I thought you were running at 5v just to get the 200ksps. If you are only sampling at 6ksps why are you running at 5v? 3.3v would have been fast enough and avoided using levelshifters,
The operating voltage and reference voltage are different things. For example you are using a 30A CT from YDHC that outputs 1v, so if you currently have vref at 5v you are only using ~20% of the ADC (at full 30A load) making the ADC operate at less than 8bits effectively.
At 3.3V you would be using just over 30% of the ADC or effectively 8.5’ish bits.
Over on the STM32 development thread we have been discussing the possibility of using a 2.0v Vref, that’s as low as the STM will allow, but the mcp’s seem to allow down to 0.25v so a 1.0v Vref to make full use of the ADC’s resolution (with a 1.0v CT) might be possible.
That can only give you apparent power, which will be fairly accurate when measuring a purely resistive load such as a kettle or immersion heater etc. To measure real power you need a more complex calculation and the timing of the voltage signal compared to the current signal becomes very important, hence the concern about phase error.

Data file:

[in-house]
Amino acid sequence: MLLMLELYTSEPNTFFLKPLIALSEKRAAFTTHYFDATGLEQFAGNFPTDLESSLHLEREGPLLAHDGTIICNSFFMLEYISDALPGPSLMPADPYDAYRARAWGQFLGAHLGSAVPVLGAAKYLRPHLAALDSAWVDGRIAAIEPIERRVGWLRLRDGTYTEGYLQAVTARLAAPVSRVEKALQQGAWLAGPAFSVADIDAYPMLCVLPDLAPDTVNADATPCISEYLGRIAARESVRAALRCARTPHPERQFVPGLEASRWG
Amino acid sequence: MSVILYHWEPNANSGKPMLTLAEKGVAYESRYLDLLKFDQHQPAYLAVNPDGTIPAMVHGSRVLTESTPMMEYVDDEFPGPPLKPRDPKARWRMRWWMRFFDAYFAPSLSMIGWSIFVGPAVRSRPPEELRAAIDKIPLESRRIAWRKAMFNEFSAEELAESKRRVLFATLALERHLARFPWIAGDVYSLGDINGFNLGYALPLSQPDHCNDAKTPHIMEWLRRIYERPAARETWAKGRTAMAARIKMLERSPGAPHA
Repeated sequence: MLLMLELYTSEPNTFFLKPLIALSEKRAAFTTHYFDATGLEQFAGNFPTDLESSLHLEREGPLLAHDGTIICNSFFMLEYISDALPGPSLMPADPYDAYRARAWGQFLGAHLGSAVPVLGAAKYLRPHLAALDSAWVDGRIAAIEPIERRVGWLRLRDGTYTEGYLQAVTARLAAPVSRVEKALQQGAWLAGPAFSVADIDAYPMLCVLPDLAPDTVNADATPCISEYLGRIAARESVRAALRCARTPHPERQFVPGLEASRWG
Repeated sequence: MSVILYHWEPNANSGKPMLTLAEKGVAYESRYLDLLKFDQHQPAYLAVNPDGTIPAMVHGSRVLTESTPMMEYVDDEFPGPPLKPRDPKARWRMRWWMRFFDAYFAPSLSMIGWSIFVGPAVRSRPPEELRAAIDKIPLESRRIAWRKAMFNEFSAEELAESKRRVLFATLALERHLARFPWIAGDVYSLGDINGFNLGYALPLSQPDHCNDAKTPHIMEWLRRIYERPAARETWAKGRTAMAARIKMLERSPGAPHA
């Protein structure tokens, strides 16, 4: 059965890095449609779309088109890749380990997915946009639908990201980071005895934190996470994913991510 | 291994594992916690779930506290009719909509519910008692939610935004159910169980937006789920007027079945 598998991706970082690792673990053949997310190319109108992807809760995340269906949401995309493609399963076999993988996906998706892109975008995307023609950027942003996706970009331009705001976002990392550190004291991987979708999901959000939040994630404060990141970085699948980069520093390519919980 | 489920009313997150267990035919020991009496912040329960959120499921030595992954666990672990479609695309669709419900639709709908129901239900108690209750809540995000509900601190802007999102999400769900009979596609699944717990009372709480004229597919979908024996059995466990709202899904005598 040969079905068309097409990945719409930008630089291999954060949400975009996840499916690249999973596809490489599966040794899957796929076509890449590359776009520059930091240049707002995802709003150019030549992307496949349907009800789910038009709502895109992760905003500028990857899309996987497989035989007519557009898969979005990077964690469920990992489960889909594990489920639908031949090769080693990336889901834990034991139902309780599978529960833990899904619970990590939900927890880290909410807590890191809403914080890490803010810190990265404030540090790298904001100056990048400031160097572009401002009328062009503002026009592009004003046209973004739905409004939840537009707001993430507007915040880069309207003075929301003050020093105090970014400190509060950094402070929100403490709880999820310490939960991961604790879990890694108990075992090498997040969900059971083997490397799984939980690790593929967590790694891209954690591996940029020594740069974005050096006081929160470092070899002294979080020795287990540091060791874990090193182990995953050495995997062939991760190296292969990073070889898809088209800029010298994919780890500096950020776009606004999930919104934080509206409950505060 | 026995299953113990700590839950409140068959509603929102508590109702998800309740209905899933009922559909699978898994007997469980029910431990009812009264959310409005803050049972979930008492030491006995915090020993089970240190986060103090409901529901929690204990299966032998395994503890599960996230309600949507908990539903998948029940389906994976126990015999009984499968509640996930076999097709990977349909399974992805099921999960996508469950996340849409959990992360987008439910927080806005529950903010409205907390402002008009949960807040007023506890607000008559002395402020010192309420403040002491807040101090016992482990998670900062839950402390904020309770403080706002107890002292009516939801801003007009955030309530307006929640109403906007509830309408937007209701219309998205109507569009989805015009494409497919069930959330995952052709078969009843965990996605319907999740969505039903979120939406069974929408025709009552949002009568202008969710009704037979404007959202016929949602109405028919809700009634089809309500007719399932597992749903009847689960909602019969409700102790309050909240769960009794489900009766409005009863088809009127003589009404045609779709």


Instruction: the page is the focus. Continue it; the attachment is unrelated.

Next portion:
I was referring to phase error, that is not related to the RMS. The lower the burden value the less the waveform shifts and the more linear the shift across the range of the CT. Normally (with a sct-013-000 100A CT) you would select a burden to give you full use of the adc at the capacity of the CT (eg 33R at 5v or 22R at 3.3v) the lower the value, the more linear the phase error and therefore easier to correct. Since you are using voltage output CT’s, the burden is already selected and it’s probably pretty low to give a 1.0v output.
See the learn section for more info on calculating real power and correcting phase error.
[Edit - RW] … and to see how the phase error changes with burden value.